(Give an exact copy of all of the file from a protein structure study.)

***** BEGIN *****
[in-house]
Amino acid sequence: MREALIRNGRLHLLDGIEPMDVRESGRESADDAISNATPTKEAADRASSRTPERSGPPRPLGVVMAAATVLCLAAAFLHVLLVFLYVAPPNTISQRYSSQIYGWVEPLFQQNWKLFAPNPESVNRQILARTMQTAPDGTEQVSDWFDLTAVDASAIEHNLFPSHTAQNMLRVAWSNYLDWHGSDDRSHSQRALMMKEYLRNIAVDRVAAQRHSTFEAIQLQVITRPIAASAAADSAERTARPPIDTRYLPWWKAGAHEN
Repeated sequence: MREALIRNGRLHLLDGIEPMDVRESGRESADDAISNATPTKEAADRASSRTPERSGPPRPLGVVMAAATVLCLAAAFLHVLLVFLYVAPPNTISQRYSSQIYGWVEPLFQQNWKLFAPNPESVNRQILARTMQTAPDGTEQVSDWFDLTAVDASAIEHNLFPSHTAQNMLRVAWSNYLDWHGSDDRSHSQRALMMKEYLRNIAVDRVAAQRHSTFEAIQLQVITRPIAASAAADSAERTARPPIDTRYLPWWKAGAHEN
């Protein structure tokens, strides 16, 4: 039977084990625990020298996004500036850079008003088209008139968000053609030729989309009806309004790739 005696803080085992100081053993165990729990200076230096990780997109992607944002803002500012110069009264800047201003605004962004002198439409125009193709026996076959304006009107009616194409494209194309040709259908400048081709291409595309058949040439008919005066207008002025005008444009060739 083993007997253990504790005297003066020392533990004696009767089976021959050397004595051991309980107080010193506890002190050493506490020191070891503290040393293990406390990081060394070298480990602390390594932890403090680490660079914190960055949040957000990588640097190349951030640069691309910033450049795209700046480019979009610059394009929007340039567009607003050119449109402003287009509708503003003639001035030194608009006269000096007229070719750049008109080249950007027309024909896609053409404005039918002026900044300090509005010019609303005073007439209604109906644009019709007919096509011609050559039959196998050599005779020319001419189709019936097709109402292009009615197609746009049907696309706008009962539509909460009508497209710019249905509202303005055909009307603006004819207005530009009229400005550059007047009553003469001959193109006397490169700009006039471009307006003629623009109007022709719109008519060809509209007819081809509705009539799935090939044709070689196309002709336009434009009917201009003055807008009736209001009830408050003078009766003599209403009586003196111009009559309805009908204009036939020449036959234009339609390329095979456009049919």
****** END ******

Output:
[in-house]
Amino acid sequence: MREALIRNGRLHLLDGIEPMDVRESGRESADDAISNATPTKEAADRASSRTPERSGPPRPLGVVMAAATVLCLAAAFLHVLLVFLYVAPPNTISQRYSSQIYGWVEPLFQQNWKLFAPNPESVNRQILARTMQTAPDGTEQVSDWFDLTAVDASAIEHNLFPSHTAQNMLRVAWSNYLDWHGSDDRSHSQRALMMKEYLRNIAVDRVAAQRHSTFEAIQLQVITRPIAASAAADSAERTARPPIDTRYLPWWKAGAHEN
Repeated sequence: MREALIRNGRLHLLDGIEPMDVRESGRESADDAISNATPTKEAADRASSRTPERSGPPRPLGVVMAAATVLCLAAAFLHVLLVFLYVAPPNTISQRYSSQIYGWVEPLFQQNWKLFAPNPESVNRQILARTMQTAPDGTEQVSDWFDLTAVDASAIEHNLFPSHTAQNMLRVAWSNYLDWHGSDDRSHSQRALMMKEYLRNIAVDRVAAQRHSTFEAIQLQVITRPIAASAAADSAERTARPPIDTRYLPWWKAGAHEN
């Protein structure tokens, strides 16, 4: 039977084990625990020298996004500036850079008003088209008139968000053609030729989309009806309004790739 005696803080085992100081053993165990729990200076230096990780997109992607944002803002500012110069009264800047201003605004962004002198439409125009193709026996076959304006009107009616194409494209194309040709259908400048081709291409595309058949040439008919005066207008002025005008444009060739 083993007997253990504790005297003066020392533990004696009767089976021959050397004595051991309980107080010193506890002190050493506490020191070891503290040393293990406390990081060394070298480990602390390594932890403090680490660079914190960055949040957000990588640097190349951030640069691309910033450049795209700046480019979009610059394009929007340039567009607003050119449109402003287009509708503003003639001035030194608009006269000096007229070719750049008109080249950007027309024909896609053409404005039918002026900044300090509005010019609303005073007439209604109906644009019709007919096509011609050559039959196998050599005779020319001419189709019936097709109402292009009615197609746009049907696309706008009962539509909460009508497209710019249905509202303005055909009307603006004819207005530009009229400005550059007047009553003469001959193109006397490169700009006039471009307006003629623009109007022709719109008519060809509209007819081809509705009539799935090939044709070689196309002709336009434009009917201009003055807008009736209001009830408050003078009766003599209403009586003196111009009559309805009908204009036939020449036959234009339609390329095979456009049919």